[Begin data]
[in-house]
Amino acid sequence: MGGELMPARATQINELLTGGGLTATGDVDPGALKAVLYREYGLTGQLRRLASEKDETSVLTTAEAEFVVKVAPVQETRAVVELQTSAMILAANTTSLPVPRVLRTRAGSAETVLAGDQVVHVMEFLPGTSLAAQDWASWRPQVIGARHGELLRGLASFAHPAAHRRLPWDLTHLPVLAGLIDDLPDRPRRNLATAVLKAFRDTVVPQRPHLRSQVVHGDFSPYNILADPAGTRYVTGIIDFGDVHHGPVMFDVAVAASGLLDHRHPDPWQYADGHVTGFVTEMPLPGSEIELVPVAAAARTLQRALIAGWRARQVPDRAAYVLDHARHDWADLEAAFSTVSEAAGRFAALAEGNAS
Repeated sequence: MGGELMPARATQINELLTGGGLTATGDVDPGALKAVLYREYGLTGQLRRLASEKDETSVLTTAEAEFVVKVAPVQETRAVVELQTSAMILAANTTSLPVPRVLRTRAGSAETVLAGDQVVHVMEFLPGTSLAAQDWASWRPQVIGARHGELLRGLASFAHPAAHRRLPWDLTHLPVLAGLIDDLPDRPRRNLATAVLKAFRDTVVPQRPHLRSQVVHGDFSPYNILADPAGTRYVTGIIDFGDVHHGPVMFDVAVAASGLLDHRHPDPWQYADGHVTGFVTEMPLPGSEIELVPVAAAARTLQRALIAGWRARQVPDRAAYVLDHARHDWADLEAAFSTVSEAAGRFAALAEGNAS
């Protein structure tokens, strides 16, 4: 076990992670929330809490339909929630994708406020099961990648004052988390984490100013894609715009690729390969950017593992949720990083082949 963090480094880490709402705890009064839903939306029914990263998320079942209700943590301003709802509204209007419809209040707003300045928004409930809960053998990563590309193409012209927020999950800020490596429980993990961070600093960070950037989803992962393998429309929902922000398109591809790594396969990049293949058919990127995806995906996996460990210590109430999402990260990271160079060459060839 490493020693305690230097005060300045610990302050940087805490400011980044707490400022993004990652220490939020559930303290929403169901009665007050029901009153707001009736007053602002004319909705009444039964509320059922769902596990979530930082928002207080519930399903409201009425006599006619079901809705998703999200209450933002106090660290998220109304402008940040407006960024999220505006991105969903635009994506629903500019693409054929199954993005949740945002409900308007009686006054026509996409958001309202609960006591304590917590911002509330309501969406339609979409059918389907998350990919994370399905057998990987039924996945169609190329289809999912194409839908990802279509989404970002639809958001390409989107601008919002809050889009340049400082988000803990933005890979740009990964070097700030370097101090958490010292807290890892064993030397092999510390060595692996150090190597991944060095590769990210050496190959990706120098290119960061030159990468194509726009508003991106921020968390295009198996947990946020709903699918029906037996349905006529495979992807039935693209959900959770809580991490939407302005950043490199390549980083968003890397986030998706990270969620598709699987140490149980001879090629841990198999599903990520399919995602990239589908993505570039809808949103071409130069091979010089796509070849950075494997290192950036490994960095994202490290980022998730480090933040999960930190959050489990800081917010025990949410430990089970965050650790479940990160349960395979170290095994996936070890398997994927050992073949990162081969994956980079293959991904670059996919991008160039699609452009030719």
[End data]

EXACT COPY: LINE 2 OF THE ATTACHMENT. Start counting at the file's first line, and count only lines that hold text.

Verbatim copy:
Amino acid sequence: MGGELMPARATQINELLTGGGLTATGDVDPGALKAVLYREYGLTGQLRRLASEKDETSVLTTAEAEFVVKVAPVQETRAVVELQTSAMILAANTTSLPVPRVLRTRAGSAETVLAGDQVVHVMEFLPGTSLAAQDWASWRPQVIGARHGELLRGLASFAHPAAHRRLPWDLTHLPVLAGLIDDLPDRPRRNLATAVLKAFRDTVVPQRPHLRSQVVHGDFSPYNILADPAGTRYVTGIIDFGDVHHGPVMFDVAVAASGLLDHRHPDPWQYADGHVTGFVTEMPLPGSEIELVPVAAAARTLQRALIAGWRARQVPDRAAYVLDHARHDWADLEAAFSTVSEAAGRFAALAEGNAS